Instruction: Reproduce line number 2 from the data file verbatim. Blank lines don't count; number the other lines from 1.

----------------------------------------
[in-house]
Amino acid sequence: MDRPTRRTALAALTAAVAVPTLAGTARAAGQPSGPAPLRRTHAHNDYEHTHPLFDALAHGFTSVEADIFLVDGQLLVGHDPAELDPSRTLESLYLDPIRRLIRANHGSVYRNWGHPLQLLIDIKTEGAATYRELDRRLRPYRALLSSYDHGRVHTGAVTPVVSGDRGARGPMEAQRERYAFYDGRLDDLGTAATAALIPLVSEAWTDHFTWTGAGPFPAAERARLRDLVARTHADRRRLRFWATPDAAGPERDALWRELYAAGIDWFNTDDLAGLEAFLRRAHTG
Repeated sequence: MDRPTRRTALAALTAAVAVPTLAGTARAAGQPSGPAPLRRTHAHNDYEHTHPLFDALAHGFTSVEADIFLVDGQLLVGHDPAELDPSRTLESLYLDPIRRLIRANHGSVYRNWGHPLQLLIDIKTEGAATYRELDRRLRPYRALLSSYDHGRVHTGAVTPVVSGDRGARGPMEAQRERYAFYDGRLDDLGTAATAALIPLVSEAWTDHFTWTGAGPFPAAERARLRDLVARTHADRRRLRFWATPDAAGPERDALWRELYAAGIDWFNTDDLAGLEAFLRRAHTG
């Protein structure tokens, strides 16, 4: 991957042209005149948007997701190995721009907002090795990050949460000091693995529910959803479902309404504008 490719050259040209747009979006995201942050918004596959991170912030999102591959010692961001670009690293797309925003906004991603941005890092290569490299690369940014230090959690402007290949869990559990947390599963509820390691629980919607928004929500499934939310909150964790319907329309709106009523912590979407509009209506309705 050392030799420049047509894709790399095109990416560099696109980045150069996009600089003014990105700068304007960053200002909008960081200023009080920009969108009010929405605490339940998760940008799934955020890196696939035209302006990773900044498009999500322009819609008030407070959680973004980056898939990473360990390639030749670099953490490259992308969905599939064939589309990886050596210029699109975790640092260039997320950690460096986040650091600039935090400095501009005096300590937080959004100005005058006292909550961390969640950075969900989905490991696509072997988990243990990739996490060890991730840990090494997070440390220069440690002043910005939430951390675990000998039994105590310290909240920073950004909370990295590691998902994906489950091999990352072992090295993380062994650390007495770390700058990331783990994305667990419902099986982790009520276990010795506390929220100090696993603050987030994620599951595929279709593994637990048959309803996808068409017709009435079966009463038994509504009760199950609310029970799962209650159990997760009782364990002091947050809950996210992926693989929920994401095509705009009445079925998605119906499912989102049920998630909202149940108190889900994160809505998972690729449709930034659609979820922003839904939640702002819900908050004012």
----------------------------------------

Amino acid sequence: MDRPTRRTALAALTAAVAVPTLAGTARAAGQPSGPAPLRRTHAHNDYEHTHPLFDALAHGFTSVEADIFLVDGQLLVGHDPAELDPSRTLESLYLDPIRRLIRANHGSVYRNWGHPLQLLIDIKTEGAATYRELDRRLRPYRALLSSYDHGRVHTGAVTPVVSGDRGARGPMEAQRERYAFYDGRLDDLGTAATAALIPLVSEAWTDHFTWTGAGPFPAAERARLRDLVARTHADRRRLRFWATPDAAGPERDALWRELYAAGIDWFNTDDLAGLEAFLRRAHTG